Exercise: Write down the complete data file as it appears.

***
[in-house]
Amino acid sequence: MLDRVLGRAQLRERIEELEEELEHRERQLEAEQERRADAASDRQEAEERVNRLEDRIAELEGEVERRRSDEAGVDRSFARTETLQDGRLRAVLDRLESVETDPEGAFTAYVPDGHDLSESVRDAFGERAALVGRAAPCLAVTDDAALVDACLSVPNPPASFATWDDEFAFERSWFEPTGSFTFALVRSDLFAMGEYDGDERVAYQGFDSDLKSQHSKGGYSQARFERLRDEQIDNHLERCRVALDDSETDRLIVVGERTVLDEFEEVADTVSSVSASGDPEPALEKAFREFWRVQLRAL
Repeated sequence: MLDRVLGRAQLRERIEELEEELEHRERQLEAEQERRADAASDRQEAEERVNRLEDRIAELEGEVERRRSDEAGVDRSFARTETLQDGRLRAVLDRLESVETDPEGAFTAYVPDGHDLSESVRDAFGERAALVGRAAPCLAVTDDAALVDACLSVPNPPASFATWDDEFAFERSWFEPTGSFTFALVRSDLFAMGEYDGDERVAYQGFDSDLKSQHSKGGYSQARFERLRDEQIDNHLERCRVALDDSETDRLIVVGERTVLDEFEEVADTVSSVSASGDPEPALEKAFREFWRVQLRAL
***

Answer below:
[in-house]
Amino acid sequence: MLDRVLGRAQLRERIEELEEELEHRERQLEAEQERRADAASDRQEAEERVNRLEDRIAELEGEVERRRSDEAGVDRSFARTETLQDGRLRAVLDRLESVETDPEGAFTAYVPDGHDLSESVRDAFGERAALVGRAAPCLAVTDDAALVDACLSVPNPPASFATWDDEFAFERSWFEPTGSFTFALVRSDLFAMGEYDGDERVAYQGFDSDLKSQHSKGGYSQARFERLRDEQIDNHLERCRVALDDSETDRLIVVGERTVLDEFEEVADTVSSVSASGDPEPALEKAFREFWRVQLRAL
Repeated sequence: MLDRVLGRAQLRERIEELEEELEHRERQLEAEQERRADAASDRQEAEERVNRLEDRIAELEGEVERRRSDEAGVDRSFARTETLQDGRLRAVLDRLESVETDPEGAFTAYVPDGHDLSESVRDAFGERAALVGRAAPCLAVTDDAALVDACLSVPNPPASFATWDDEFAFERSWFEPTGSFTFALVRSDLFAMGEYDGDERVAYQGFDSDLKSQHSKGGYSQARFERLRDEQIDNHLERCRVALDDSETDRLIVVGERTVLDEFEEVADTVSSVSASGDPEPALEKAFREFWRVQLRAL